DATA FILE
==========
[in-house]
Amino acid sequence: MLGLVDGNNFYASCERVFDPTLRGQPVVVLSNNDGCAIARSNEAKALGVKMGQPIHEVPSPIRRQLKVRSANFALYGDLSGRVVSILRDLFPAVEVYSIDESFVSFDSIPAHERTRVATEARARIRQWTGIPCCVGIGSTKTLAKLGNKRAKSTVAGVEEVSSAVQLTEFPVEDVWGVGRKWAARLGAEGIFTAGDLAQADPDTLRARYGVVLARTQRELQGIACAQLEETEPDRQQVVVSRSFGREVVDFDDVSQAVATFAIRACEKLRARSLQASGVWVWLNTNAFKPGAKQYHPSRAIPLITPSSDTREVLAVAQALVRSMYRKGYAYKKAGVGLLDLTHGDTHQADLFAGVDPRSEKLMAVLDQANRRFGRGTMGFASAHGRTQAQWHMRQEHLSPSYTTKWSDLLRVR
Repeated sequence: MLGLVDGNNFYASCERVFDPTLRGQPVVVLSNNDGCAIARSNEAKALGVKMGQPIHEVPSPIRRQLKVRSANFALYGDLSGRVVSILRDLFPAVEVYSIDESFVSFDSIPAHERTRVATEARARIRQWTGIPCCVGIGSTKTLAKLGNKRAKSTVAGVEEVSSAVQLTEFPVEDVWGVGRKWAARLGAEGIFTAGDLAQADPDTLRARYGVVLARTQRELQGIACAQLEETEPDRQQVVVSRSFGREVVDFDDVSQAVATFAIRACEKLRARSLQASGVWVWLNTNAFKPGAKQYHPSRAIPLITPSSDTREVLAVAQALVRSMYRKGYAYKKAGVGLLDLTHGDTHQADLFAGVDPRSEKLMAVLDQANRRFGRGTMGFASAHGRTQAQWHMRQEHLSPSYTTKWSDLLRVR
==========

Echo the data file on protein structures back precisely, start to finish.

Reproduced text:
[in-house]
Amino acid sequence: MLGLVDGNNFYASCERVFDPTLRGQPVVVLSNNDGCAIARSNEAKALGVKMGQPIHEVPSPIRRQLKVRSANFALYGDLSGRVVSILRDLFPAVEVYSIDESFVSFDSIPAHERTRVATEARARIRQWTGIPCCVGIGSTKTLAKLGNKRAKSTVAGVEEVSSAVQLTEFPVEDVWGVGRKWAARLGAEGIFTAGDLAQADPDTLRARYGVVLARTQRELQGIACAQLEETEPDRQQVVVSRSFGREVVDFDDVSQAVATFAIRACEKLRARSLQASGVWVWLNTNAFKPGAKQYHPSRAIPLITPSSDTREVLAVAQALVRSMYRKGYAYKKAGVGLLDLTHGDTHQADLFAGVDPRSEKLMAVLDQANRRFGRGTMGFASAHGRTQAQWHMRQEHLSPSYTTKWSDLLRVR
Repeated sequence: MLGLVDGNNFYASCERVFDPTLRGQPVVVLSNNDGCAIARSNEAKALGVKMGQPIHEVPSPIRRQLKVRSANFALYGDLSGRVVSILRDLFPAVEVYSIDESFVSFDSIPAHERTRVATEARARIRQWTGIPCCVGIGSTKTLAKLGNKRAKSTVAGVEEVSSAVQLTEFPVEDVWGVGRKWAARLGAEGIFTAGDLAQADPDTLRARYGVVLARTQRELQGIACAQLEETEPDRQQVVVSRSFGREVVDFDDVSQAVATFAIRACEKLRARSLQASGVWVWLNTNAFKPGAKQYHPSRAIPLITPSSDTREVLAVAQALVRSMYRKGYAYKKAGVGLLDLTHGDTHQADLFAGVDPRSEKLMAVLDQANRRFGRGTMGFASAHGRTQAQWHMRQEHLSPSYTTKWSDLLRVR